Last fall we promised readers a fresh look at MercerNet, the NTIA award that will bring interactive TV and Internet to Mercer County N.J. high schools and libraries courtesy of Comcast and $700,000 of federal money. We detail nine months of effort to get the project's Principal Investigators to talk with us.

The bottom line is that, in the absence of strict criteria from NTIA, forcing future grant applicants to show that they have an open process designed to include the entire community that they purport to serve, we have concluded that the practical effect of these grants is to embed large corporations in positions of control over a community's information highway infrastructure. We trace a process in our own back yard where two wealthy school districts and the local community college have allied with Comcast Cable to build a county-wide video and Internet system that is given, initially cost-free, to the rest of the county.

The problem is that the grant application process takes on faith the intentions of the Principal Investigators to run an open and democratic process involving, not just the school and library bureaucracy, but all the taxpayers of the county. In the case of MercerNet, the PIs explained to us that since they all had full time jobs involving things other than MercerNet, they had no time to become involved in a bottom up democratic process of building the network. Instead they have worked by committee within the school systems they represent and are now almost half way through a grant period where the general public, that will have to pay the on-going costs of this new technology forever, has had no input into the system they have created.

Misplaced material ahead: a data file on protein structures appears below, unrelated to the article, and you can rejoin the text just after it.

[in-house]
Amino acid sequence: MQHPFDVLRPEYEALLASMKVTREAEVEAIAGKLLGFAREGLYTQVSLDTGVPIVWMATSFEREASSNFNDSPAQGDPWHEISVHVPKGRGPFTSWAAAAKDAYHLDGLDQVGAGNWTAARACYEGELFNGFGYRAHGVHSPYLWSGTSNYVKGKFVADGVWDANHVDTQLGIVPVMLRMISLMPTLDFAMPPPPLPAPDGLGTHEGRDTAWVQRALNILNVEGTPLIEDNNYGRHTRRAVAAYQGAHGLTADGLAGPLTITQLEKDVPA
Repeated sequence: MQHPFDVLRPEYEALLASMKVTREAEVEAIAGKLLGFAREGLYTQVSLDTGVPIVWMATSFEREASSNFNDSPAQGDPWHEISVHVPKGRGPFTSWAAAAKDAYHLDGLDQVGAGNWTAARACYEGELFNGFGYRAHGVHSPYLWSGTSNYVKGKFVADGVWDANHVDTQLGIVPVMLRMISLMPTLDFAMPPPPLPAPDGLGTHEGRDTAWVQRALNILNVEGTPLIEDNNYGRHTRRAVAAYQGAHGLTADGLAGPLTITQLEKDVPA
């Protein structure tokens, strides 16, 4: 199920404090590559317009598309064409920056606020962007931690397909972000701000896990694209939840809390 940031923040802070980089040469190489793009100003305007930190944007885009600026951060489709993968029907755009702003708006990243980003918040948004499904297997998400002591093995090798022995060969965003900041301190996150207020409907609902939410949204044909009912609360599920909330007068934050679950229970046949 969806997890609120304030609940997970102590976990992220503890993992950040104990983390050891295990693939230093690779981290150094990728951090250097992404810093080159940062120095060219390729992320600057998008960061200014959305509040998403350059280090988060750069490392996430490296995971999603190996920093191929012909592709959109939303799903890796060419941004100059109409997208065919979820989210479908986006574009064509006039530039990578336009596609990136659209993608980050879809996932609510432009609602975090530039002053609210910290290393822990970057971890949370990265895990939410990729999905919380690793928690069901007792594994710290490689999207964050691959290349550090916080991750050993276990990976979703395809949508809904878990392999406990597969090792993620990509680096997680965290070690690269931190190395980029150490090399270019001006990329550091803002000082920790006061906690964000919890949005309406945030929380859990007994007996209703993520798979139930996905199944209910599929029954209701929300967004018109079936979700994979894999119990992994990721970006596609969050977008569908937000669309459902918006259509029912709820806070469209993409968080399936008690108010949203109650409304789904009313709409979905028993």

Indeed it is our concern that the federal government has aided and abetted a process whereby a private corporation, beholden to its stock holders and not to the residents of Mercer County, has been entrenched as the principal source of technology expertise within school systems where administrators have no means of making independent technology assessments. Having volunteered our time to our own school district technology planning committee as a part of our research for this story, we have direct evidence where of we speak. The blind are leading the blind and the federal government, courtesy of the efforts of local technocrats, has inserted a large corporate fox into the local school and library hen house.

Thanks to the refusal of the PIs to take their implementation process public, the residents of Mercer County have been able to build no independent means of establishing their own future technology policy. NTIA should add community involvement criteria to its latest round of grants. Applicants should have to demonstrate commitments from local businesses and computer geeks (who are not a paid part of the project) that they'll contribute "sweat equity" to the local efforts. Projects that do not enjoy broad support from local business, government and education should not in the future be funded. If MercerNet had had to meet such criteria it would have been a very different project.

We contend that the Clinton Gore NTIA grants have undermined the ability of Mercer County to ever build a technology infrastructure that it can own and control and use to its resident's benefit rather than that of a huge and distant corporation. The process is broken and needs to be fixed or abolished.

The full text of this article is also available as MercerNet.


AGIS is being sued by Lynn Bateman, a former share holder of Net99.